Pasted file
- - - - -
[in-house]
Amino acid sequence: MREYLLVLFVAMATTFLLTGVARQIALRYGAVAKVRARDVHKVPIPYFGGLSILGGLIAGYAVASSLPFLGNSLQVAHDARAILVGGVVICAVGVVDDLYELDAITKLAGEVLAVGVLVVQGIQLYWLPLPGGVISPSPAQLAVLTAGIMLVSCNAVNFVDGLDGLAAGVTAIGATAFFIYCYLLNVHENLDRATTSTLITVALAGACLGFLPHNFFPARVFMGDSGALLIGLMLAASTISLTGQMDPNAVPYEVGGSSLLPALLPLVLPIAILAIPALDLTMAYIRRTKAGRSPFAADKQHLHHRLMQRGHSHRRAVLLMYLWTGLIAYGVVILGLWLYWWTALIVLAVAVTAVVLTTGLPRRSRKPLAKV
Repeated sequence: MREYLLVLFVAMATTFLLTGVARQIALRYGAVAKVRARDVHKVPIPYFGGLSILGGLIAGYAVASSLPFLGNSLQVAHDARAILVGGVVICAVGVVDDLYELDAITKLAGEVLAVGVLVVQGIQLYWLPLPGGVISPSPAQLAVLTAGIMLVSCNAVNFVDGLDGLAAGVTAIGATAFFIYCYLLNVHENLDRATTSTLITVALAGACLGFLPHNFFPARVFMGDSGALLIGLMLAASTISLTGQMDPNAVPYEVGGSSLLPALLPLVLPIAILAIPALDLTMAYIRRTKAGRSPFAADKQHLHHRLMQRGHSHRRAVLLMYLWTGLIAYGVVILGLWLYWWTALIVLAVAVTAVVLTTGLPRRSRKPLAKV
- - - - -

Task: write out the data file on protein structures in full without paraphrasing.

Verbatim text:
[in-house]
Amino acid sequence: MREYLLVLFVAMATTFLLTGVARQIALRYGAVAKVRARDVHKVPIPYFGGLSILGGLIAGYAVASSLPFLGNSLQVAHDARAILVGGVVICAVGVVDDLYELDAITKLAGEVLAVGVLVVQGIQLYWLPLPGGVISPSPAQLAVLTAGIMLVSCNAVNFVDGLDGLAAGVTAIGATAFFIYCYLLNVHENLDRATTSTLITVALAGACLGFLPHNFFPARVFMGDSGALLIGLMLAASTISLTGQMDPNAVPYEVGGSSLLPALLPLVLPIAILAIPALDLTMAYIRRTKAGRSPFAADKQHLHHRLMQRGHSHRRAVLLMYLWTGLIAYGVVILGLWLYWWTALIVLAVAVTAVVLTTGLPRRSRKPLAKV
Repeated sequence: MREYLLVLFVAMATTFLLTGVARQIALRYGAVAKVRARDVHKVPIPYFGGLSILGGLIAGYAVASSLPFLGNSLQVAHDARAILVGGVVICAVGVVDDLYELDAITKLAGEVLAVGVLVVQGIQLYWLPLPGGVISPSPAQLAVLTAGIMLVSCNAVNFVDGLDGLAAGVTAIGATAFFIYCYLLNVHENLDRATTSTLITVALAGACLGFLPHNFFPARVFMGDSGALLIGLMLAASTISLTGQMDPNAVPYEVGGSSLLPALLPLVLPIAILAIPALDLTMAYIRRTKAGRSPFAADKQHLHHRLMQRGHSHRRAVLLMYLWTGLIAYGVVILGLWLYWWTALIVLAVAVTAVVLTTGLPRRSRKPLAKV